So, I’m sorry to rain on the gay pride parade. I’m sorry this isn’t another inspiring story about overcoming homophobia and coming out. I wish it could be.

But that will never be my story. I will not martyr myself for the cause. All I can do is keep writing and doing activism that will give others the opportunities that I don’t have.

-Miriam

3 comments

  1. 1
    Kaoru Negisa

    Nobody has the right to tell you what you should and should not do, and I hope that if you have had people tell you that you owe everyone to come out that you don’t any more.

    I’m bi as well, so for a very long time I debated whether to come out since I could also date openly and not have to worry about my parents finding out. I kept thinking of my devout Catholic mother, or the way my dad got uncomfortable with gay guys on TV. Ultimately, I decided that it was the right thing to do for me.

    I can see their point, to an extent. Coming out has been a great boon to the LGBT community. Showing people that we’re regular, normal human beings changes people’s opinions and has served as a model for a lot of other movements. And I understand why coming out is such a big thing in the community, so I get why you would feel outside because you haven’t to your parents.

    But coming out is still a personal decision, one that people make or don’t make for a number of factors, and you shouldn’t have to deal with anybody telling you that you are obligated to drastically change your life for them.

    I hope one day you will be able to come out, but if it never happens, you’re working in a different way and it’s both none of my (or anyone else’s) business and mostly a shame for your parents who let their prejudices prevent them from fully knowing their daughter.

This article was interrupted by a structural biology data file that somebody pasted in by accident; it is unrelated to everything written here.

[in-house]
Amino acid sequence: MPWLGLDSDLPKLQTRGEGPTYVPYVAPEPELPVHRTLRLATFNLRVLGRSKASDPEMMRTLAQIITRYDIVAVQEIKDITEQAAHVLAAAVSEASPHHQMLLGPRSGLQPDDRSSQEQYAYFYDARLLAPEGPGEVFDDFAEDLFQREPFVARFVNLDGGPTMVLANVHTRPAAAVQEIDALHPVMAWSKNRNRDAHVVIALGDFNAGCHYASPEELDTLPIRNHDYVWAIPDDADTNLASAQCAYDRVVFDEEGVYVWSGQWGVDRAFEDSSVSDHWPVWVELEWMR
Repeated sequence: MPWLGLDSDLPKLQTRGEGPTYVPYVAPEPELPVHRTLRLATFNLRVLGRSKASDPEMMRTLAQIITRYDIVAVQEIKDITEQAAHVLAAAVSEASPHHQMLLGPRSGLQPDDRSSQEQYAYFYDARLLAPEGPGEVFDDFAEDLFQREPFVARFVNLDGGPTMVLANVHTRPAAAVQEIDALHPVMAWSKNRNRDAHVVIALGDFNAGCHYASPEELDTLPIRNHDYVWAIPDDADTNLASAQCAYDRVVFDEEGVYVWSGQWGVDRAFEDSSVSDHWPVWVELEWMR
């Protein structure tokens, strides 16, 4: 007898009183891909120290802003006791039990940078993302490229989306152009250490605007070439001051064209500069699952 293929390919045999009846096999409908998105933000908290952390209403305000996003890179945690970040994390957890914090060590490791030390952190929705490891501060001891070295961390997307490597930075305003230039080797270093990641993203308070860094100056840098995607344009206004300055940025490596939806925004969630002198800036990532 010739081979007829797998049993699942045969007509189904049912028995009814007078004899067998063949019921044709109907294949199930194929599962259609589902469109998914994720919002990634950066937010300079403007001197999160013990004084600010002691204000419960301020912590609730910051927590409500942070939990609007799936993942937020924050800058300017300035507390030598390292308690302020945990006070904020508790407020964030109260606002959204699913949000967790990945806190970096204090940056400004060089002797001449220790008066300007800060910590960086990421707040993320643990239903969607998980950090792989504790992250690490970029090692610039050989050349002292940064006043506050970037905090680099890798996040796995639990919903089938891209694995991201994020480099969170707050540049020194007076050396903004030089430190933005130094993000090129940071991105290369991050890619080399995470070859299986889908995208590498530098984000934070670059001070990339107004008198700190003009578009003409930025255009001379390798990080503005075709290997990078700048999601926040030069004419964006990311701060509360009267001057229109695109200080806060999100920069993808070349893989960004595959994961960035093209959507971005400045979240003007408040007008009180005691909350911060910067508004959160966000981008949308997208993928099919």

Thank you for writing this, and while I will never know the full extent of what you’re going through, I hope you will know that there are people out there who support your decisions.

  2. 2
    Claire

    I also didn’t come out to my parents for many years- I am now 35 and came out to them 3 years ago. I defined as bi when I was younger as well (although later realised I was only attracted to women- long story and not in any sense suggesting that is true of anyone else). I lived a kind of double life for many years, being very “out” and visible where I lived (public speaker at events, organiser of groups etc) as I lived far enough away from my parents to be able to do so, but our relationship was never good as I couldn’t really tell them about anything I was doing.

    I would agree with Kaoru, above- there was a lot of pressure on me to come out for a long time and I felt a bit left out- but true friends and allies will respect your choices. The queer community is only a community in quite a broad sense really, and there will always be people who want things to run to a preset narrative, maybe to make them feel more secure in their own choices, but you must do what is right for you. For example, I have faced a lot of criticism for supporting legalisation of gay marriage, and wanting to be married myself.

    As for me, I finally came out to my mother (I let her tell my father) the night before going in to hospital for an operation, when I was completely financially independent of them, and when I had reached the point where I could barely physically speak to her at all (I’m serious, I don’t know if it was a psychologial reaction, but our conversations were all monosyllabic on my part, almost like I was afraid I’d tell her if I opened my mouth!) It went ok-ish, they’ve mellowed a lot as they’ve gotten older. Now I am getting a civil partnership and they’re coming along so I guess they’re getting used to it. I’ve no idea what they will think of the fact I want children with my wife though…cross that bridge when I come to it!

  3. 3
    Dialovasex

    SITE DE MERDE DE CHA EN LIGNE PAR NICOLAS RAPTOR ET GUILLAUME ARES